We enter a stark, oblong rehearsal space immediately behind the Jackie Liebergott Black Box Theater in the Paramount Center at Emerson College. Our chairs are arranged around the perimeter, horseshoe-style, with the center space empty, save a few props. We’re there to see Company One-ArtsEmerson’s much heralded, co-production of Jackie Sibblees Drury’s one-act play with the incredibly long title, “We Are Proud to Present A Presentation About the Herero of Namibia, Formerly Known as Southwest Africa, From the German Sudwestafrika, Between the Years 1884-1915”.
An actor circulates among us, handing out colorful brochures, not programs. (Those were given when we exited the theater). The brochures are important timelines, much like the two large, white information boards the cast uses for reference as they strategize a game plan on how to present this play-within-a-play.
Drury’s unusual play, listed among the New York Times’ top 10 plays of 2012, isn’t so much about the horrific German colonization and little-known genocide of the Herero tribe of Southwest Africa in the late 19th and early 20th century. It’s more about the profound effect its little-documented information has on its vibrant, talented cast of six as they strategize how to portray it. Their emotions escalate, producing a haunting effect on every member in the audience.
The play starts off lighthearted, as the cast huddles on the sideline, arms and heads intertwined, anxiously waiting to embark on this new presentation.They have no names. Instead, Elle Borders is identified as Actor 6/Black Woman, around whom the action pivots.Brandon Green is Actor 2/Black Man; Marc Pierre, Actor 4/Another Black Man; Jesse James Wood, Actor 1/White Man;,Joseph Kidawski, Actor3/Another White Man; and Lorne Batman is Actor5/Sarah, a German soldier’s sweetheart and object of his letter-writing back home, describing his stint in colonizing - terrorizing and eliminating - the Herero tribe, as they force them into the desert while the Germans usurp their land. Under the compelling direction of Company One’s Summer Williams, this cast delivers an electrifying, sometimes explosive presentation. The moody sea change during their planning occurs abruptly, as individual actors become swept up in their own politics and emotions.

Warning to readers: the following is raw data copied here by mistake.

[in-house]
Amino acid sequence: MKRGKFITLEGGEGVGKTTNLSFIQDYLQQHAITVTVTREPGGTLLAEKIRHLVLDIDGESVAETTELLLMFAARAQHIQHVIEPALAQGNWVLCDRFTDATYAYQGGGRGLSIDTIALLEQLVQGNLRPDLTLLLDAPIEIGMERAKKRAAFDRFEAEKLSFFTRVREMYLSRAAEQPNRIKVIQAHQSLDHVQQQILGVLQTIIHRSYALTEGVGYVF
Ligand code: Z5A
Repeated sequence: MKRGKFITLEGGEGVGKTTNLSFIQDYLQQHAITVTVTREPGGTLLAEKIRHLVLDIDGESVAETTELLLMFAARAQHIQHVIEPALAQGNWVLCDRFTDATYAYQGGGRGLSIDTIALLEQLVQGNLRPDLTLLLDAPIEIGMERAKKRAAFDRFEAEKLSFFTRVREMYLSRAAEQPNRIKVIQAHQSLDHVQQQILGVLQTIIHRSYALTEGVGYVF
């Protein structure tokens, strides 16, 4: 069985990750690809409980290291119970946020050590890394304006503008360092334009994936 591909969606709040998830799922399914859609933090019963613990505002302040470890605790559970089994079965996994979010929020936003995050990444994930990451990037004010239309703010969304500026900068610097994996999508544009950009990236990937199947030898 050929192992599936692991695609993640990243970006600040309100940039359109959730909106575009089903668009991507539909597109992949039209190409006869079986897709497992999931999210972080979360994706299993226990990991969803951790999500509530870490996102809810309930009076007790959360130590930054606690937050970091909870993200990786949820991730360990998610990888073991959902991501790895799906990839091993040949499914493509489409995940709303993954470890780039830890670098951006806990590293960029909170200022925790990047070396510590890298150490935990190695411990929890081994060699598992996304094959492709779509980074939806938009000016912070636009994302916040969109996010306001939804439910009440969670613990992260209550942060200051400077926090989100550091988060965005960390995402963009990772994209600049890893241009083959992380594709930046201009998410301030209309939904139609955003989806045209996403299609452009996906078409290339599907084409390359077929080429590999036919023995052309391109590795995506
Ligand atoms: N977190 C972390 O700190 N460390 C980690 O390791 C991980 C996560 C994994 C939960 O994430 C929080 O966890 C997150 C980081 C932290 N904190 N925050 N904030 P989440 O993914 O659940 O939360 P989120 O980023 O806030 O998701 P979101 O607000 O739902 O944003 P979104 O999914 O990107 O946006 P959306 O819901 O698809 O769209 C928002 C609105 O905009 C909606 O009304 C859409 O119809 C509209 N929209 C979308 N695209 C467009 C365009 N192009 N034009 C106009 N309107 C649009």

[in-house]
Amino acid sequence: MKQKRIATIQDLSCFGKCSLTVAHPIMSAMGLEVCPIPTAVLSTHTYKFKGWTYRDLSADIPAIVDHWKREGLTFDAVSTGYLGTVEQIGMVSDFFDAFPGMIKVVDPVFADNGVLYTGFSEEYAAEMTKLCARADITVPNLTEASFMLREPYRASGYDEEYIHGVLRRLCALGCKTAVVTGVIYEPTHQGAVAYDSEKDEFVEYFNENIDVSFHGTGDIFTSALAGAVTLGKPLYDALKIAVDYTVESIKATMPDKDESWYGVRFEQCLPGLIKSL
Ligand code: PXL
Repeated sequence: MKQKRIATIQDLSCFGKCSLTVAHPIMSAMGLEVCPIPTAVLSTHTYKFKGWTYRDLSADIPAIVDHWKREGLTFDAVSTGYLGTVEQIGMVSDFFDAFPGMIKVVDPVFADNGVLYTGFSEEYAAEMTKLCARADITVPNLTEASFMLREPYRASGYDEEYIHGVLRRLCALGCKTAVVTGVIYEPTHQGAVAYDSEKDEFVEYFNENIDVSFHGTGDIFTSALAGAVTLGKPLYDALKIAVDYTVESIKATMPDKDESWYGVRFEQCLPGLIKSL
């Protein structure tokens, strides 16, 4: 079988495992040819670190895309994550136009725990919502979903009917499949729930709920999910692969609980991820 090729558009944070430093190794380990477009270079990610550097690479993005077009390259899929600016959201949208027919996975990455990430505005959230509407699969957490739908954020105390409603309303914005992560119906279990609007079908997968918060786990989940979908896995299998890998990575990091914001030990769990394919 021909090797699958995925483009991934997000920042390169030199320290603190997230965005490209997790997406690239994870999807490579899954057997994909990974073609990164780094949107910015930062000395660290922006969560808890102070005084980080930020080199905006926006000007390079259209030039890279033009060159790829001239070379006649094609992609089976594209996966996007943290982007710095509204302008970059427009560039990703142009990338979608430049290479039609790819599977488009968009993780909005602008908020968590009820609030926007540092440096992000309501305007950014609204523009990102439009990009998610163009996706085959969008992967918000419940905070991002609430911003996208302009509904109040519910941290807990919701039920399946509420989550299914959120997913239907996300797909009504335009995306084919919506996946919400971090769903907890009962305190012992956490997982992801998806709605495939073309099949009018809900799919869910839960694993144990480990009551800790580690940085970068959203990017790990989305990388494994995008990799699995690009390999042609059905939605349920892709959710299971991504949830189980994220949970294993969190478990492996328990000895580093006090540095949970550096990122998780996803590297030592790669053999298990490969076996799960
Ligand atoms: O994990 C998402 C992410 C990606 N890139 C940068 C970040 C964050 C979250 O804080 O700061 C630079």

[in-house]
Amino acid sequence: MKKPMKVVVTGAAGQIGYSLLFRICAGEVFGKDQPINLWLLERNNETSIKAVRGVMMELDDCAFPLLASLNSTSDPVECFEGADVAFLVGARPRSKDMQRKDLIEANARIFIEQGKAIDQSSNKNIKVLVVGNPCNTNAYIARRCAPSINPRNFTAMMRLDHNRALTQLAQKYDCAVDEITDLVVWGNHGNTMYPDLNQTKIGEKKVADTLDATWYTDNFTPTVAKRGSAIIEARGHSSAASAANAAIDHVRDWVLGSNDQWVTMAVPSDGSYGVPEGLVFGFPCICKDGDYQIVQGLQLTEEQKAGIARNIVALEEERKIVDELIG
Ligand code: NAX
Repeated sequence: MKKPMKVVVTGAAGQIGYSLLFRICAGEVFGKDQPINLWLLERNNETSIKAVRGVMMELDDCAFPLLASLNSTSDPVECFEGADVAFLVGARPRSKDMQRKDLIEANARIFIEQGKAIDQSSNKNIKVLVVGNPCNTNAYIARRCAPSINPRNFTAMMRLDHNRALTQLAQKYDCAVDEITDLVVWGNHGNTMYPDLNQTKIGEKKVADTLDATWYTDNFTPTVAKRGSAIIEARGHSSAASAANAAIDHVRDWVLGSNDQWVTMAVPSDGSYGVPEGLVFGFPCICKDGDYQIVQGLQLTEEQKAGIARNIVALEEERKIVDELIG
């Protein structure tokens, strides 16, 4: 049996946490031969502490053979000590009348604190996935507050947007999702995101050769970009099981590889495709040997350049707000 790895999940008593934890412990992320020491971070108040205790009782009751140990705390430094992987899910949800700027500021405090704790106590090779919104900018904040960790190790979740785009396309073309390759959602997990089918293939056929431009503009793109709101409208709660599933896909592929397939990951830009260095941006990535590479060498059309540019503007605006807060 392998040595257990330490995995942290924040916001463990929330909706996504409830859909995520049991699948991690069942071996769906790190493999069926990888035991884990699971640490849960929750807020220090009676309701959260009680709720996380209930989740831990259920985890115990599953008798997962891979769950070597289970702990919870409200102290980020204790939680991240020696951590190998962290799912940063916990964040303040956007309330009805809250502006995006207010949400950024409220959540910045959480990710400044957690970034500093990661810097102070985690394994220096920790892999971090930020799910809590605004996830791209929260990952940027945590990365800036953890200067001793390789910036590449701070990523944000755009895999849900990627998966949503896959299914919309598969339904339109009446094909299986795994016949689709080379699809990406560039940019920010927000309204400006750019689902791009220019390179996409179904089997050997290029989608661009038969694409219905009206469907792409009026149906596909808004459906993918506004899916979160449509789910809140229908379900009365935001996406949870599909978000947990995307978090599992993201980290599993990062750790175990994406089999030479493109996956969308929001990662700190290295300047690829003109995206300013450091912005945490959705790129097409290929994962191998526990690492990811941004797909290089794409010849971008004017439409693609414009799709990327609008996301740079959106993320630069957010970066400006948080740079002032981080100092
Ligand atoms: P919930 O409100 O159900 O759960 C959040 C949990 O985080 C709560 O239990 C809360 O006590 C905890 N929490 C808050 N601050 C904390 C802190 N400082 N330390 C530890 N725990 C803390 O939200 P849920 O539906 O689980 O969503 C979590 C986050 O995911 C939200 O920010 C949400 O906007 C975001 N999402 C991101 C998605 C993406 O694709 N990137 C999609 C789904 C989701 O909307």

The sole proof of the 20th century’s earliest genocide is those letters to Sarah, and historic events occurring in the US and Namibia, which they have documented on those large white boards as their guideline.
Jason Ries’ sparse set is designed to be all-encompassing, as the actors move among us, nearby, their eye contact and individual encounters ranging from brief, fun, and impromptu, to increasingly intensifying and soul-searching. Unfortunately, much action occurs on the floor, leaving some theatergoers unable to see key scenes. The first half-hour of the play seems frivolous, almost unnecessary, during the group’s banter and lighthearted suggestions and disagreements, but serves as a startling contrast to its silent, introspective conclusion.
Postscript here - The real subject is so gut-wrenching, I hope Drury will research it further and write a play depicting this cruel, inhuman history. It’s a tale that must be told and never forgotten.
BOX INFO:ArtsEmerson and Company One co-production of the New England premiere of Jackie Sibblees Drury’s one-act, 90-minute, play-within-a-play, appearing at the Jackie Liebergott Black Box Theater, Paramount Center at Emerson College, 559 Washington St., Boston. Recommended for audiences 14+ years old. Performances through Feb. 1: Tuesday-Thursday, at 7:30 p.m.; Friday, 8 p.m.; Saturday,4,8 p.m. Information, tickets: call 617-824-8400, visit artsemerson.org, or www.companyone.org.